Two earthquakes struck the waters off the coast of Jan Mayen Island on August 30, 2012. One had a magnitude of 6.8 on the Richter Scale and occurred at 13:43 pm (UTC), and was followed eight minutes later by a second one with a magnitude of 5.2 on the Richter Scale that took place on 13:51 pm (UTC).
The location of the earthquakes is indicated by the blue square on the top left of the USGS map below.
The Google map below shows that the location is on fault line extending north into the Arctic Ocean.
The map below shows the two earthquakes at the top in orange. The map shows all earthquakes with a magnitude 5.0 or higher that happened worldwide from August 1 to 30, 2012.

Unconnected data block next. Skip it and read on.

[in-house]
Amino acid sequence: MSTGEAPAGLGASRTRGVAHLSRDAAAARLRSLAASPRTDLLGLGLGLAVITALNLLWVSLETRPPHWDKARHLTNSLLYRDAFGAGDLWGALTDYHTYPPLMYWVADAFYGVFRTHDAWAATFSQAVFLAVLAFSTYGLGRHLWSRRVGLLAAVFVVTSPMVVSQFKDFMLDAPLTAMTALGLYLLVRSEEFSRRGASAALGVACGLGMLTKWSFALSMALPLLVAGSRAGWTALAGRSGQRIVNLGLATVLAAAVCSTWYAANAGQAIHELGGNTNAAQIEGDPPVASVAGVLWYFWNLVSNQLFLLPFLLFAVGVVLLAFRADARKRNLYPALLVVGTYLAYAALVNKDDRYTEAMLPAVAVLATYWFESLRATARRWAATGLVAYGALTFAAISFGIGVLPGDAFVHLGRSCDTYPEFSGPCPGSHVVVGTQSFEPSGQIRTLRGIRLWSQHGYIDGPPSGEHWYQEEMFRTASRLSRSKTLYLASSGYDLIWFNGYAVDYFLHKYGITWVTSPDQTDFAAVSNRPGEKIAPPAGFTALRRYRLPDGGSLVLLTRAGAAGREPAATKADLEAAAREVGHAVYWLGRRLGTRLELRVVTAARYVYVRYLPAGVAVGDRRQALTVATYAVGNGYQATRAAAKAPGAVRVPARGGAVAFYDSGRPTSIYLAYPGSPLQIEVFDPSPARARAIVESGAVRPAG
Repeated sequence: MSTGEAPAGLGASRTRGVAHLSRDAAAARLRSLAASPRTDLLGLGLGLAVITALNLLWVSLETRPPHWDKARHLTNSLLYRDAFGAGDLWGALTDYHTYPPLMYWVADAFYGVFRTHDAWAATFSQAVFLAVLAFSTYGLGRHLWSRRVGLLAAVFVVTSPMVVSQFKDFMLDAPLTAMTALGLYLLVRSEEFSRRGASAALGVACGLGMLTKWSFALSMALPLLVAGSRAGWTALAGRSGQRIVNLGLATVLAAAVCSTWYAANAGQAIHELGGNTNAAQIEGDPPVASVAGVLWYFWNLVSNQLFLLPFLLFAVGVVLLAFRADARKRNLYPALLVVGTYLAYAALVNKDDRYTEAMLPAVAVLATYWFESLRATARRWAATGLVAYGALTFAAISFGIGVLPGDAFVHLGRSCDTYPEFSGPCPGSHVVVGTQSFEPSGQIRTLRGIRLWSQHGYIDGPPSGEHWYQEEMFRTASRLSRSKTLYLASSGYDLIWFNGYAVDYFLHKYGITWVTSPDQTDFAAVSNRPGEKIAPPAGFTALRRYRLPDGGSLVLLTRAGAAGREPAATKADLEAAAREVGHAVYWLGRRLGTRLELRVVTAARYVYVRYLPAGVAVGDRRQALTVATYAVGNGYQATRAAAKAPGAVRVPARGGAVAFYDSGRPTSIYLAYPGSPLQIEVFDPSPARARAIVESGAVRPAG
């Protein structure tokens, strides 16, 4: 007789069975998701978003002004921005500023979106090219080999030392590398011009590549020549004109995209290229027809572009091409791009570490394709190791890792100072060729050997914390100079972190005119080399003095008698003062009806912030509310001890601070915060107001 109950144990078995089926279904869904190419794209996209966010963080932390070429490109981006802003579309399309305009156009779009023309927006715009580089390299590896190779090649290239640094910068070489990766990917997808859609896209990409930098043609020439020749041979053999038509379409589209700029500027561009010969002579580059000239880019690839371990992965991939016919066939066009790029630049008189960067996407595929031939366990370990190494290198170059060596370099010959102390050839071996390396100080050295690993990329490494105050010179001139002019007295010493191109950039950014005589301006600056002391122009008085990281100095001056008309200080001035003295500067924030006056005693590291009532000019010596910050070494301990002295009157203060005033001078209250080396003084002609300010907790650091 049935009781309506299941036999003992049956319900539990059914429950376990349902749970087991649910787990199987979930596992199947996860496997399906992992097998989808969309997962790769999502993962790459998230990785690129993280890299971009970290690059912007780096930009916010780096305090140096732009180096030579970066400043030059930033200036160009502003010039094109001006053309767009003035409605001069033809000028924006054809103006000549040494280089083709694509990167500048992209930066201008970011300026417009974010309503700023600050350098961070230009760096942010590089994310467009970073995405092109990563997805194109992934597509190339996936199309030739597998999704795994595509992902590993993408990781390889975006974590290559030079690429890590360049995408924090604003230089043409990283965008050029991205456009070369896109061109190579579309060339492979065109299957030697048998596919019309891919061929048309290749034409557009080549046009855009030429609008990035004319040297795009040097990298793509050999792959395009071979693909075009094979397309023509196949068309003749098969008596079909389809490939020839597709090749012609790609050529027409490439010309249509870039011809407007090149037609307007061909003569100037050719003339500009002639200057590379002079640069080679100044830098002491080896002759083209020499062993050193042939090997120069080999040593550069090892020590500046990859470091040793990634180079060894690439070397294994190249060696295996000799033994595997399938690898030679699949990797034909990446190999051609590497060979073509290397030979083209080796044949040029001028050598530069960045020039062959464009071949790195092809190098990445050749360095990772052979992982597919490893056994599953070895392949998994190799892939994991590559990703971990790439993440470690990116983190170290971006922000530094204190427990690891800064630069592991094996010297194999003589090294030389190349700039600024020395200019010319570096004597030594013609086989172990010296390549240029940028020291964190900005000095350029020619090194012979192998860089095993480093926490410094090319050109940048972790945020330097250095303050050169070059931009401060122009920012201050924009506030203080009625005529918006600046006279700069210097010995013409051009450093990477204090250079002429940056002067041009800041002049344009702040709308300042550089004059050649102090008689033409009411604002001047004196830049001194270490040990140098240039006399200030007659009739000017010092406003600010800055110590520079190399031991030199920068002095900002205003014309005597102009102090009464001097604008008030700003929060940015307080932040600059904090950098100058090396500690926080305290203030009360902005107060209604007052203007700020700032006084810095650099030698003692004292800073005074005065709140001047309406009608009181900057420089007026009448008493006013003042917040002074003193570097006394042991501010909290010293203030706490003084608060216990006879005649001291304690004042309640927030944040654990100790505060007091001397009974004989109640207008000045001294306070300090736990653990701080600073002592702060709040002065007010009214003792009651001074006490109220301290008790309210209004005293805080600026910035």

The largest earthquake in August 2012 was a magnitude 7.7 quake on August 14 in the Sea of Okhotsk, close to Sakhalin, Russia's largest island. With a depth of 626 km (389 miles), it was a "deep-focus" earthquake. Such quakes can be felt at great distance from their epicenters.
As the above map shows, this 7.7 M earthquake and the two recent ones off the coast of Jan Mayen Island occurred on the same fault line that goes over the Arctic. The danger is that further earthquakes on this fault line could destabilize methane hydrates in the Arctic, triggering release of huge amounts of methane.
The map below, from this page, shows fault lines and elevation in meters.
In 2011, a number of posts were added on this topic at knol, which has meanwhile discontinued. These posts have been preserved at the following pages:
Methane linked to Seismic Activity in the Arctic
Thermal expansion of the Earth's crust necessitates geoengineering